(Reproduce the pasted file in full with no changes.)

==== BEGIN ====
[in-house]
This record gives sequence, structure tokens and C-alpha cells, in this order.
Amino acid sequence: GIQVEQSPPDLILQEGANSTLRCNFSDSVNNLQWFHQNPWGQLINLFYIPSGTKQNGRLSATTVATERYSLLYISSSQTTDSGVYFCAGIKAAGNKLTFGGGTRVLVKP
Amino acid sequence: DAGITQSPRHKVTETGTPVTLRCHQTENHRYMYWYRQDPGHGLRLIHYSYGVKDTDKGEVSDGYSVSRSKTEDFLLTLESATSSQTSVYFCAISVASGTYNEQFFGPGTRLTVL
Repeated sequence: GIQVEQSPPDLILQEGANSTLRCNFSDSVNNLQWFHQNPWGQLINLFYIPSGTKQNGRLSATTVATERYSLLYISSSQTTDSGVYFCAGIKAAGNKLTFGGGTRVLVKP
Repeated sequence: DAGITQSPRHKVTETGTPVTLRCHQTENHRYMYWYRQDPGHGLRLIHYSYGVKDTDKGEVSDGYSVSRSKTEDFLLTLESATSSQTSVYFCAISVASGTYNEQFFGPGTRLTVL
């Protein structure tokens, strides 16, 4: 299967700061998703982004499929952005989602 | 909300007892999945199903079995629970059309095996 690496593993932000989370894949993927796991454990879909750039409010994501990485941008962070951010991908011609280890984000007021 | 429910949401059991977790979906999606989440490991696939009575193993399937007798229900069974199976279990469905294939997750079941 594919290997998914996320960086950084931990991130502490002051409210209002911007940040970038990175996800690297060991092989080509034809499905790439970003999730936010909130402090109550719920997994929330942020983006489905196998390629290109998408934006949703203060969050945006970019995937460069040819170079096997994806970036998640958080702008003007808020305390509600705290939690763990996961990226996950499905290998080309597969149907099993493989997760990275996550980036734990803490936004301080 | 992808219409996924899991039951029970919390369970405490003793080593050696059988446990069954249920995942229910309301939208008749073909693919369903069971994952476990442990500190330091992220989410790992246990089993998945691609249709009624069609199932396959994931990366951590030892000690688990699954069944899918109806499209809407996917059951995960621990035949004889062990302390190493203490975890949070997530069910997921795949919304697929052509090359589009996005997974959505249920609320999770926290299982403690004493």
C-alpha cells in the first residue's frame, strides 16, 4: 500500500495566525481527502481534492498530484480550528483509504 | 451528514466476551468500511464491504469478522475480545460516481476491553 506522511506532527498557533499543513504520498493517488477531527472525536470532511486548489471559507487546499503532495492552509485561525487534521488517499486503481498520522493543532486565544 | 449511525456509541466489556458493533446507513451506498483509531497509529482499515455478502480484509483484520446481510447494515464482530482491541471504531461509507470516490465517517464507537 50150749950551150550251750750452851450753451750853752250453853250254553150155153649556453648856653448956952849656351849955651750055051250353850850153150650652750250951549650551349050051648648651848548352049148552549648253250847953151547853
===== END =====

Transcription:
[in-house]
This record gives sequence, structure tokens and C-alpha cells, in this order.
Amino acid sequence: GIQVEQSPPDLILQEGANSTLRCNFSDSVNNLQWFHQNPWGQLINLFYIPSGTKQNGRLSATTVATERYSLLYISSSQTTDSGVYFCAGIKAAGNKLTFGGGTRVLVKP
Amino acid sequence: DAGITQSPRHKVTETGTPVTLRCHQTENHRYMYWYRQDPGHGLRLIHYSYGVKDTDKGEVSDGYSVSRSKTEDFLLTLESATSSQTSVYFCAISVASGTYNEQFFGPGTRLTVL
Repeated sequence: GIQVEQSPPDLILQEGANSTLRCNFSDSVNNLQWFHQNPWGQLINLFYIPSGTKQNGRLSATTVATERYSLLYISSSQTTDSGVYFCAGIKAAGNKLTFGGGTRVLVKP
Repeated sequence: DAGITQSPRHKVTETGTPVTLRCHQTENHRYMYWYRQDPGHGLRLIHYSYGVKDTDKGEVSDGYSVSRSKTEDFLLTLESATSSQTSVYFCAISVASGTYNEQFFGPGTRLTVL
């Protein structure tokens, strides 16, 4: 299967700061998703982004499929952005989602 | 909300007892999945199903079995629970059309095996 690496593993932000989370894949993927796991454990879909750039409010994501990485941008962070951010991908011609280890984000007021 | 429910949401059991977790979906999606989440490991696939009575193993399937007798229900069974199976279990469905294939997750079941 594919290997998914996320960086950084931990991130502490002051409210209002911007940040970038990175996800690297060991092989080509034809499905790439970003999730936010909130402090109550719920997994929330942020983006489905196998390629290109998408934006949703203060969050945006970019995937460069040819170079096997994806970036998640958080702008003007808020305390509600705290939690763990996961990226996950499905290998080309597969149907099993493989997760990275996550980036734990803490936004301080 | 992808219409996924899991039951029970919390369970405490003793080593050696059988446990069954249920995942229910309301939208008749073909693919369903069971994952476990442990500190330091992220989410790992246990089993998945691609249709009624069609199932396959994931990366951590030892000690688990699954069944899918109806499209809407996917059951995960621990035949004889062990302390190493203490975890949070997530069910997921795949919304697929052509090359589009996005997974959505249920609320999770926290299982403690004493």
C-alpha cells in the first residue's frame, strides 16, 4: 500500500495566525481527502481534492498530484480550528483509504 | 451528514466476551468500511464491504469478522475480545460516481476491553 506522511506532527498557533499543513504520498493517488477531527472525536470532511486548489471559507487546499503532495492552509485561525487534521488517499486503481498520522493543532486565544 | 449511525456509541466489556458493533446507513451506498483509531497509529482499515455478502480484509483484520446481510447494515464482530482491541471504531461509507470516490465517517464507537 50150749950551150550251750750452851450753451750853752250453853250254553150155153649556453648856653448956952849656351849955651750055051250353850850153150650652750250951549650551349050051648648651848548352049148552549648253250847953151547853